ruby test\unit\category_test.rb

rerunning the category Unit tests
Figure 2

Note to reader: If you get errors when running the category Unit test at this point, it probably means you have leftover recipe records in your test database. Run recipe_test.rb to remove them.

Now let's take the wrapper off that code in the category controller so we'll have an app that breaks.

wrapper removed
Figure 3

And now let's check our app. Start Mongrel, browse to http://localhost:3000/category/list, and then try to delete one of the categories.

Yep, we broke it.
Figure 4

CB: Yep. We broke it. So now, let's rerun our tests.

Oops. Our tests don't catch it.
Figure 5

Paul: So our app's broke, but our tests don't catch it.

CB: Exactly. If we'd written our tests before we wrote the code, we probably wouldn't be here. The truth is, though, there'll always be times when we'll miss a test we should have written and have to go back and add it after we've found a new way to crash our app. But writing the tests first, thinking it through before we write the code, will make it happen a lot less than doing it after the fact. So let's write a failing test that shows us the problem and tells us how to fix it.

Let's think this through a little before we start writing our test. We want to make sure we write a test that ensures our app works the way we intend it to work. We need a test to make sure that a category record that has a child record can't be deleted. Problem is, from a test perspective, we've made sure that there aren't any child records. We added a teardown method to our recipe fixture to make sure that all our recipe records got cleared out of our test database after the recipe tests were run. Otherwise, our category fixture wouldn't load. So, to start, we're going to have to make sure the category record we're trying to delete has a child recipe.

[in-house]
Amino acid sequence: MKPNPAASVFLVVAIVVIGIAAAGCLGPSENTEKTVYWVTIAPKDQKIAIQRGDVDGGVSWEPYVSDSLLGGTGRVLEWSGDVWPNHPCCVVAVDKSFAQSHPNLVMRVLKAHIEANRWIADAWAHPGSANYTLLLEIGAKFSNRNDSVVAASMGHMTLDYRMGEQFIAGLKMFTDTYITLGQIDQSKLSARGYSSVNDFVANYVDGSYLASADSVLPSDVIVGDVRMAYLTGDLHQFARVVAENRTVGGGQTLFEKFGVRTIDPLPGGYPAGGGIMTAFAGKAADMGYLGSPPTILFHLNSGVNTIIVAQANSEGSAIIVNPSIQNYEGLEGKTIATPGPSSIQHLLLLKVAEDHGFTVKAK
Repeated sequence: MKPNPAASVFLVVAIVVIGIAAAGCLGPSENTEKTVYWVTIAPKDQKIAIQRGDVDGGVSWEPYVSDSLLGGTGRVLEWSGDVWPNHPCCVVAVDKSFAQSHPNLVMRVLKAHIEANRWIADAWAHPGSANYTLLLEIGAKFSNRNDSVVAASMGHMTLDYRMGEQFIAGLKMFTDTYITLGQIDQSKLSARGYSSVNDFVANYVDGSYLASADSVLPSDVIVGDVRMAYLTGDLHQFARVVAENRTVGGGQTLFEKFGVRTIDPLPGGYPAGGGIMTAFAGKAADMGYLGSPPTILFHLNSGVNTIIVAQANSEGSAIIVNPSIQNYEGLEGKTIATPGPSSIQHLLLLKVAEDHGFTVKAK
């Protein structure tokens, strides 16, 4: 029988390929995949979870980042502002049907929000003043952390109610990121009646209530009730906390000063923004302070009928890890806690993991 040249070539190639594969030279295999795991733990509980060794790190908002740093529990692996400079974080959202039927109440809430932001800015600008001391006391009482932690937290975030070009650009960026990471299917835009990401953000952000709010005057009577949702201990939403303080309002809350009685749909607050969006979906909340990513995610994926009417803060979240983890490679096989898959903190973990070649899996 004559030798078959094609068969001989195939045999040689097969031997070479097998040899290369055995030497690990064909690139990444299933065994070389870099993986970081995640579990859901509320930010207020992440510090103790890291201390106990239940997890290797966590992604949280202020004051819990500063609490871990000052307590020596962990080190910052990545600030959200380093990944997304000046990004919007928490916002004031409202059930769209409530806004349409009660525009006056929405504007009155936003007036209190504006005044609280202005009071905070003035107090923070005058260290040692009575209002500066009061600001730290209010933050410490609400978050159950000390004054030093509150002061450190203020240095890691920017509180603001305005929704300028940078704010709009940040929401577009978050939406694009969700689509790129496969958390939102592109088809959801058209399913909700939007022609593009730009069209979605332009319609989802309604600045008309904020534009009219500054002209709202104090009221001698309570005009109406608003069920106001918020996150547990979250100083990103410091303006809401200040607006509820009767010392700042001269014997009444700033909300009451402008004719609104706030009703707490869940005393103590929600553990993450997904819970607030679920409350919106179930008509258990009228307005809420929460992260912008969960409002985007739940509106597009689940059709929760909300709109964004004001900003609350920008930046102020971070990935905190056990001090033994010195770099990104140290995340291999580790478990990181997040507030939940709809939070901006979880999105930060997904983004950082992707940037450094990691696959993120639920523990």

We know from the error we've already seen that, when we try to delete the category record, Rails is going to raise an exception. In Rails, some exceptions are worse than others. If we try to find a record that doesn't exist, for example, Rails raises a RecordNotFound exception. We can use that if we want, or we can just check the result to see if it's empty. The StamentInvalid exception we're getting here crashes our app, and it'll crash our tests too. Luckily, Rails gives us a built-in assertion to handle it in our tests so that the test method reports a failure instead of crashing the test case.

First, let's open up the categories fixture and pick a record.

records to pick from
Figure 6

CB: I think I'll use the beverages record. So, now I'll open up test\unit\category_test.rb and add a new test method.

def test_cannot_delete_record_with_child

   category_with_child = Category.find_by_name("beverages")
   assert_not_nil category_with_child
   new_recipe = Recipe.new(:title => "test drink",
                            :category_id => category_with_child.id)
   recipe_exists =
   assert recipe_exists
   assert_nothing_raised(ActiveRecord::StatementInvalid) {category_with_child.destroy}